Excavation pits & pile foundations

FRANKI places diaphragm walls next to Chinese border

The high fences, which feature cameras in each corner, make it impossible to see inside. And, in the future, it will no longer be possible to park within thirty metres of the location. Welcome to the Eurojust construction site in The Hague, where Franki Grundbau is literally establishing the foundations for crime prevention in Europe.

It is quiet on the stately Johan de Wittlaan. The embassies of Sweden, South Korea and China all look as they have been abandoned. These three buildings are adjacent to a huge construction pit, where 50,000 m3 of sand has been excavated. This is where Heijmans is constructing the foundations of a new complex for Eurojust, the judicial organisation where 28 countries unite in their fight against serious cross-border crime. The new-build complex in The Hague must be handed over at the end of 2016. And the bad news for European crime syndicates: the building will have no fewer than thirteen high-rise storeys, five low-rise storeys and have a total surface area of 18,500 m2. A three-storey underground car park will also be located next to the complex.

FRANKI places diaphragm walls next to Chinese border

Tjeerd van der Spaa, manager Heijmans Infra, has been involved in the project for several months. He works in one of the adjacent buildings, where the Patents Office was once housed. It is a challenging project for a variety of reasons, he says. “There are strict confidentiality protocols. And, if you do not sign the VOG (certificate of good conduct), which gives you the ‘green light‘ to work in the field of justice, there is no way you can work here. That‘s understandable, because not everyone is pleased with the work carried out by Eurojust.”

The location is another complicating factor. The construction pit is located in an inner city area featuring embassies, consulates and the Yugoslavia tribunal. The client, the Central Government Real Estate Agency, wants Heijmans to keep construction-related nuisance to a minimum. “Noise levels at the site cannot exceed 65 dB. And this had an impact on which foundation techniques could be implemented. Therefore, we decided to contact Hamburg-based Franki Grundbau during the tender phase. The company is a subsidiary of Heijmans and has a solid reputation when it comes to heavy-duty foundation structures. They can deal with jobs for which Heijmans does not possess the required equipment.”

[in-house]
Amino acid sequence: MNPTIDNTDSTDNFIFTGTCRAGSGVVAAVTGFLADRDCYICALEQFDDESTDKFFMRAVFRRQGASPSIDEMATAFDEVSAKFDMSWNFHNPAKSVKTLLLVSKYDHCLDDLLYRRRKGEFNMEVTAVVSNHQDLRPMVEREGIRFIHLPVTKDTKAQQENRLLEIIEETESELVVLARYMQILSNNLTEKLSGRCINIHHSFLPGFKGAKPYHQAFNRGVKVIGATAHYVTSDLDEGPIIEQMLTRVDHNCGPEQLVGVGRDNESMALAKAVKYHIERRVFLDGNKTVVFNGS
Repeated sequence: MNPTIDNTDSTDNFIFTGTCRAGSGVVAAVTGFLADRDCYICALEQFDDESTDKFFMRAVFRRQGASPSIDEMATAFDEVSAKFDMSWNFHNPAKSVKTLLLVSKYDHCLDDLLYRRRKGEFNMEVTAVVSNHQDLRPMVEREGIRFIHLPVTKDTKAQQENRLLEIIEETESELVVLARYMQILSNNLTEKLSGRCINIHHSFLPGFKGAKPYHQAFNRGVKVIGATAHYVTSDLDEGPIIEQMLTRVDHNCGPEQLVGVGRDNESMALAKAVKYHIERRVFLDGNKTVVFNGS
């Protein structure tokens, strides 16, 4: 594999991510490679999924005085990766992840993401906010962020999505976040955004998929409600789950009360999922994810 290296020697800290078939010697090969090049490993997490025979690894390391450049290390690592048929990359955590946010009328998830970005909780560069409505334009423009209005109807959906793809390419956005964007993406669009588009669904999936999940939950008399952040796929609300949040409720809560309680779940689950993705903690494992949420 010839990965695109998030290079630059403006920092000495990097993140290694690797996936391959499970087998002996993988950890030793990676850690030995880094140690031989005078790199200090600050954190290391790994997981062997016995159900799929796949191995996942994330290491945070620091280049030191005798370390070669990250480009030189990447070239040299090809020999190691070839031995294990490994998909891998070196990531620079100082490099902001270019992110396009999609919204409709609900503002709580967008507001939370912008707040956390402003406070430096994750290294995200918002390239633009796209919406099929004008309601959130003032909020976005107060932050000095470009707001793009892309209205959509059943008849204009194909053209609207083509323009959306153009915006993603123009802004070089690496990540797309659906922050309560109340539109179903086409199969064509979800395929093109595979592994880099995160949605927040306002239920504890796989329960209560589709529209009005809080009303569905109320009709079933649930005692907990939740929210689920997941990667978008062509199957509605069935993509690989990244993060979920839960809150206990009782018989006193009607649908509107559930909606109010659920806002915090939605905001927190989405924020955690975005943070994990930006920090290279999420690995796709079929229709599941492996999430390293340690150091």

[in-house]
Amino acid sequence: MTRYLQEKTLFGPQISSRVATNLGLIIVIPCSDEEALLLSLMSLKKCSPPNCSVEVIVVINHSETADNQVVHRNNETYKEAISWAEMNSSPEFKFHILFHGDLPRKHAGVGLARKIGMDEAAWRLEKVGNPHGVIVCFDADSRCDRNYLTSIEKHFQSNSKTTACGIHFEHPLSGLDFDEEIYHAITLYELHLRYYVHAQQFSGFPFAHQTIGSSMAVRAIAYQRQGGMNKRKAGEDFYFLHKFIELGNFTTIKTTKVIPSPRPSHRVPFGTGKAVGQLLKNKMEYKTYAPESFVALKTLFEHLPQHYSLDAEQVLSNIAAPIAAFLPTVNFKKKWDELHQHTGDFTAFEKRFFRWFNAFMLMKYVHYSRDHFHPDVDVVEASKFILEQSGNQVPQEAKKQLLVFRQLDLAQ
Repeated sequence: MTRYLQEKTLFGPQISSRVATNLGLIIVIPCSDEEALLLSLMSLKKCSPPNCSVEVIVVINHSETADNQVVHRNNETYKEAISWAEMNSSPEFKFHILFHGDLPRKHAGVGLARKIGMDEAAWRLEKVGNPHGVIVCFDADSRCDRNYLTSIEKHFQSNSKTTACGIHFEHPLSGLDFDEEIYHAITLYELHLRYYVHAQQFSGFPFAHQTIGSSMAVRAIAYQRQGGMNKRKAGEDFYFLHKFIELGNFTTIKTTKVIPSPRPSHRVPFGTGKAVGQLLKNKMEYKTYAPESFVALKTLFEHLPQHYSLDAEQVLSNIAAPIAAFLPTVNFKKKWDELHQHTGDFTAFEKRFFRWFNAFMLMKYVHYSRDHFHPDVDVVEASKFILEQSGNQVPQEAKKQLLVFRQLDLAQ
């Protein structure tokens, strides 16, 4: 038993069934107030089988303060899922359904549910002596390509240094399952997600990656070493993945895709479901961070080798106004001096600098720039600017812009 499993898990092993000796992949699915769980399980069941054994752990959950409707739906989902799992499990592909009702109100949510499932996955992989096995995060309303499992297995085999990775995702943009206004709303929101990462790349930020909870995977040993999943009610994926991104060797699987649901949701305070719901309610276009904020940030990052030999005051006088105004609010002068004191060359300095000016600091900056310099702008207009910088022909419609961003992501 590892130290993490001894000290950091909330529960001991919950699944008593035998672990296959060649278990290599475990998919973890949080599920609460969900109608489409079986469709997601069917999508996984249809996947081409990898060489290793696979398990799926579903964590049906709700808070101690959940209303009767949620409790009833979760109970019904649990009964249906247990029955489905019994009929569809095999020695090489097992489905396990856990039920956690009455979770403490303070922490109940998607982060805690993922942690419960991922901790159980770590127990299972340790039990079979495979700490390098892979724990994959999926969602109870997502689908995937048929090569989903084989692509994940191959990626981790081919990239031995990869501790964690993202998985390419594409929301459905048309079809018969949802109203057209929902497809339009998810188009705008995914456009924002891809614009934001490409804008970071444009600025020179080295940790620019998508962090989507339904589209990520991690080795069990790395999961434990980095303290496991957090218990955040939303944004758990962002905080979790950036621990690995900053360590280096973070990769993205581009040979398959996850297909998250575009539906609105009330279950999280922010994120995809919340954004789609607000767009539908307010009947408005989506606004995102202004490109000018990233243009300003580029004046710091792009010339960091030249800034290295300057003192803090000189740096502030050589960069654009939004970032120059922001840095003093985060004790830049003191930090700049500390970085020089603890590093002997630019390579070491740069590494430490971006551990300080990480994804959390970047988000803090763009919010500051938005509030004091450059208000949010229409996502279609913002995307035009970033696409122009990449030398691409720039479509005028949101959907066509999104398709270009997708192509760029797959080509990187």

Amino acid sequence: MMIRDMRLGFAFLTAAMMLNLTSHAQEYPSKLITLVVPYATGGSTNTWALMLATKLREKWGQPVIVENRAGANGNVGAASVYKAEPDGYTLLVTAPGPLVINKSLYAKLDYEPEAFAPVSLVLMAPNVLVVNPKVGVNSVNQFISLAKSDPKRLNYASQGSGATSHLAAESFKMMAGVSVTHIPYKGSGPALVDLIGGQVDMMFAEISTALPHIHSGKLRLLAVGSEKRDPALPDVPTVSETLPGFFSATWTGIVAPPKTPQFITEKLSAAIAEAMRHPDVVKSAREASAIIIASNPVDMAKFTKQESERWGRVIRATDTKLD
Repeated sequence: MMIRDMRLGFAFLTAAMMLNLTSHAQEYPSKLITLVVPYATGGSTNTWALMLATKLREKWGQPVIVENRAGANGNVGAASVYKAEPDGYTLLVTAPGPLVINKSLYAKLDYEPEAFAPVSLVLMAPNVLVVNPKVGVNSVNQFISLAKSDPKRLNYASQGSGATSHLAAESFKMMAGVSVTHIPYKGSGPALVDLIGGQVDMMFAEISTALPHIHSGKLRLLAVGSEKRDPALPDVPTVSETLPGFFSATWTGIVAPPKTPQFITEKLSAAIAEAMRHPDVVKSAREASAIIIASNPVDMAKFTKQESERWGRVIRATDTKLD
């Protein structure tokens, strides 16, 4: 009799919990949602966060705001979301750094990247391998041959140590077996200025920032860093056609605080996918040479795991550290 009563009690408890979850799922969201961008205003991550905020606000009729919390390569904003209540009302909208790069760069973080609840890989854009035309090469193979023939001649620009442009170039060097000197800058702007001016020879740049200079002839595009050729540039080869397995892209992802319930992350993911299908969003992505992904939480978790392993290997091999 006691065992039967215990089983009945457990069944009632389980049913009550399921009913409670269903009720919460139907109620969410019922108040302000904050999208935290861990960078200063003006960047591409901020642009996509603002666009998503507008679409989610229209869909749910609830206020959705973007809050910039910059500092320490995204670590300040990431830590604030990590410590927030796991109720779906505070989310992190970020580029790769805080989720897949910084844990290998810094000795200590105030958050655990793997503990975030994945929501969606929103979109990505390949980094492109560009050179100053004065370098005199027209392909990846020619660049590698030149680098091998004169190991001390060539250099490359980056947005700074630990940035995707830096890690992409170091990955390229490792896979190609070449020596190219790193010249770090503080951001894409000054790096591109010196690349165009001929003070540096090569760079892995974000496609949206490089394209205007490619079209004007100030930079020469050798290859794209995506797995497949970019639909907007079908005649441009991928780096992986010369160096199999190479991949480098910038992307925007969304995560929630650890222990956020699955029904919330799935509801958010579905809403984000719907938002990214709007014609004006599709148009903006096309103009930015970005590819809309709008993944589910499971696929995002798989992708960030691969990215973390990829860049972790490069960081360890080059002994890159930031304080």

In the end, 28-metre diaphragm walls came out as the best and least problematic geo-technical solution. The German team from Franki started its activities in The Hague in November 2014. Within the space of four months, they had poured 49 concrete wall panels measuring between 5.3 and 9 metres in width. Once finished, the edges of the waterproof construction foundation measured
a whopping 400 metres.

The expertise and know-how offered by VIT, which is part of Franki, was essential. The company, which specialises in anchoring and injection techniques, supplied 159 grout anchors measuring between 20 and 25 metres in length. These anchors add extra stability to diaphragm walls and are generally placed at an angle of 25 to 45 degrees. “However, in this project, VIT placed the anchors at an angle of 60 degrees. It was the only way to avoid touching the Chinese territory of the adjacent embassy.”

Tjeerd thoroughly enjoyed working with the German team. “They work independently and know what they are doing. In addition, they are very gründlich (thorough).” He also praises the friendliness of his German colleagues.

Familiar territory
The Netherlands is becoming familiar territory to Franki, which has been operating under Heijmans since 2002. That's the opinion of project leader Jens Loeffler, who works at the Franki division in Düsseldorf. “In the past two years, we have completed four large projects in collaboration with Heijmans: the ‘VleuGel’ multi-layer rail junction near Utrecht; six kilometres submerged motorway (A4) at Delft-Schiedam; the underground St.-Jan car park in Den Bosch and now the Eurojust in The Hague.”

There are short lines of communication with management in the Netherlands, he confirms. Franki is informed about large infrastructure projects very early in the tender process. “I think Heijmans Netherlands has great trust in our capabilities. Even though we are a small company (300 employees), we have a lot of expertise and know-how.”

During the Eurojust project, Jens initially had to stay two or three days a week in the Netherlands. But the Franki team was quickly able to operate autonomously. “It is a very efficient team, which found its rhythm without much supervision. In terms of soil, the Netherlands has a relatively simple geological structure, which features sand, clay and mud. In Germany, you tend to encounter rock, granite clay stone and gravel in many locations.”

“Verbesserung” is one of the principles championed by management at Franki. Technical innovations have allowed us to be even more effective in finding solutions for the most complicated issues. However, we also focus on safety and costs of failure. Jens believes collaboration with Heijmans is likely to increase in the coming years. “This is only the beginning.” Language barriers? They're rarely encountered, despite all the grammatical rules. Aus, bei mit, nach, seit, von zu? For get them all. The only thing that counts in specialised civil engineering is: Zusammenarbeit mit Franki.

More information
Jens Loeffler
Projectmanager Franki Grundbau

Jens Löffler Projektmanager FRANKI Grundbau

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